Monday, March 28, 2011

Hi Honey!

Have you ever wondered what happened to our honey bees during winter?

In this neighbourhood we are very lucky to have a couple of apiaries whose bees help pollinate the many apple orchards. Did you know that 25 per cent of Ontario's apples come from the Beaver Valley-Meaford area? So you can see bees are really important. Pollinating by hand would be impossible and counting on wild bees or other insects too chancy.

So our honey gatherers have many hives around and about the countryside. For a couple of years there was a problem with the bees, and many more than usual died over winter. Last winter was more or less okay and I've crossed my fingers for this one.

The hives that you can see in this protected area have enough honey inside to keep the bees over winter. The tops are sealed so they can't get out - rocks are added to the tops so that raccoons and others (bears for example) can't get in. These hives will grow as the bees begin to produce honey. The beekeeper will add new levels to each hive with more screens for the bees to use to make honey.

It's a complicated business. The people who have apiaries are among the most dedicated of farmers, well I guess in fact to be a small farmer these days you have to be dedicated.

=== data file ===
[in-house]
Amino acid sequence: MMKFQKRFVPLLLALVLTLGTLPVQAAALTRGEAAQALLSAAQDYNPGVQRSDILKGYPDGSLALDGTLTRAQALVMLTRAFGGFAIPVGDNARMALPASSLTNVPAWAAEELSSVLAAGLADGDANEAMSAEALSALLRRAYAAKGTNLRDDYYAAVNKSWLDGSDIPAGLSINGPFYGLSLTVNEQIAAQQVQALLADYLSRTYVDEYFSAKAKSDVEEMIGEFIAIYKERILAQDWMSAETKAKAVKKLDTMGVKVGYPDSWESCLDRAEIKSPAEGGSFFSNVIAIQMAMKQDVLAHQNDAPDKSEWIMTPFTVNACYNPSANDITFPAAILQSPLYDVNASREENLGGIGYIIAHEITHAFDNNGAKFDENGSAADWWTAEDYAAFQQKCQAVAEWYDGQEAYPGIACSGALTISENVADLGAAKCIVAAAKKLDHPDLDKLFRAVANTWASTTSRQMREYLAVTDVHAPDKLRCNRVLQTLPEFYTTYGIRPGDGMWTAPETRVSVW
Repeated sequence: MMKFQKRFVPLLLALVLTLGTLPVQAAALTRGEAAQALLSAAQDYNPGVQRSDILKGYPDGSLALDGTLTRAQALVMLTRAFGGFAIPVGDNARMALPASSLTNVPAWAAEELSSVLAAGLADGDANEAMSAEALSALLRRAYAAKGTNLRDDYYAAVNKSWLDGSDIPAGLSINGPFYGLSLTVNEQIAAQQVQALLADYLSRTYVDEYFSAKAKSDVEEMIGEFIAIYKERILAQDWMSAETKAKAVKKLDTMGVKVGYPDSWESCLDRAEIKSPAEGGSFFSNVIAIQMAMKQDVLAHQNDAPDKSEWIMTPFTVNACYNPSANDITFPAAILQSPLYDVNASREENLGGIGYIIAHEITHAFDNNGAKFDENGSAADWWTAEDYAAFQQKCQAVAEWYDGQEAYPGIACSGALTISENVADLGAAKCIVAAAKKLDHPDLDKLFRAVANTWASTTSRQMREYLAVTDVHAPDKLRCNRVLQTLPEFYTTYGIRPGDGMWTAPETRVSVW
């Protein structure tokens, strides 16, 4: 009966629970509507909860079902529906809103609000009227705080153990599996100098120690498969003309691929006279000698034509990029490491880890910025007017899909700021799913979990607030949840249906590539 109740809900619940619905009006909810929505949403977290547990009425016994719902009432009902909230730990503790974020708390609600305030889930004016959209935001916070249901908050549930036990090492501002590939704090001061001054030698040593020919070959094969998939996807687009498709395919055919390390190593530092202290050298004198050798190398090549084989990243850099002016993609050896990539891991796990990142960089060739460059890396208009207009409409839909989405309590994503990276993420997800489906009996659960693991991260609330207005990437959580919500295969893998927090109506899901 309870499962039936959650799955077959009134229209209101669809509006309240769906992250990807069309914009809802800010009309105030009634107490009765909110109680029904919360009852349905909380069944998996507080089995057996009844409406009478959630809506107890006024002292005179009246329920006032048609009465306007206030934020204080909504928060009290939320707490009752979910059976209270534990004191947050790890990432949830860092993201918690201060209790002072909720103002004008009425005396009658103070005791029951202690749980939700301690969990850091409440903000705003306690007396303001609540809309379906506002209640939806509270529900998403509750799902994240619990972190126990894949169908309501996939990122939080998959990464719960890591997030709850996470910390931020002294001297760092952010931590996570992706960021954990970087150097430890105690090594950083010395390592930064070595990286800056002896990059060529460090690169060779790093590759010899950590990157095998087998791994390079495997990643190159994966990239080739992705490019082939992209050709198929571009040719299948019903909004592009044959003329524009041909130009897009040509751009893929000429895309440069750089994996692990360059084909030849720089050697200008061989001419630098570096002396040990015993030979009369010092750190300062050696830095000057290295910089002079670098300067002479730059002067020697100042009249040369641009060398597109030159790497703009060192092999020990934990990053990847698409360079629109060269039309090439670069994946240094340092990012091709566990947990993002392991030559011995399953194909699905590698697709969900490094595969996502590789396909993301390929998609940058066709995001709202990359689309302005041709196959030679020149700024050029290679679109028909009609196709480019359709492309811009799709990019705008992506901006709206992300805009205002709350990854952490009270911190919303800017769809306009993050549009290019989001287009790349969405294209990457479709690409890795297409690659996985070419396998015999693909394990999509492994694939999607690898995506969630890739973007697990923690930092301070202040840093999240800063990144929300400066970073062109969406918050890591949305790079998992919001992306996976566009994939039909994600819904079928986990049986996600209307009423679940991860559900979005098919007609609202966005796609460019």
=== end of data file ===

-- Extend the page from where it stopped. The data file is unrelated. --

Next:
I get all my honey from the Honey House in Clarksburg. You can also buy beeswax candles, beeswax for polishing furniture, take your children or go personally on a mini-tour of how bees make honey and how the Honey House works. There are also many other bee and honey related gifts in the shop. It's a wonderful place to visit.

This business has been passed down from father to daughter. Many years ago I worked on the local paper up here and wrote a story about the Beekeeper... now I'm writing about the Beekeeper's daughter and her husband and family. Full circle.

Soon, when spring finally lets her skirts down in this area, I'll see the beekeeper and his wife (the daughter) out checking the hives to see how their friends the bees wintered over. Hopefully this will have been a good year. And because I find this such an interesting story, I'll try and get some more photographs and do a proper story on the process - from the bees' point of view as well as from the consumers'.

Have a sweet day!

5 comments:

  1. The apiary business has been really difficult with the massive die off of honey bees worldwide. It's still quite a mystery. What is strange is that is happening all over the world.

    Major kudos to those who can withstand these tough times, small farmers and the like have a hard life even when things are going great. I should point out that many of them always seem so happy!

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  2. You're right Wild Bill they do seem to be a happy lot... and enjoy all things in life.

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  3. I would love to see the process in action of taking care of the bees. Not that I would want to get in there and help because that sort of freaks me out a little but I think it would be so cool to photograph!

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  4. Hey Mindy - if you check back here - the process is simply amazing - you'd love it. See if there isn't a local apiary this spring - fascinating stuff to watch and learn about. Or come up to Canada and I'll take you round!

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  5. Just want to say what a great blog you got here!

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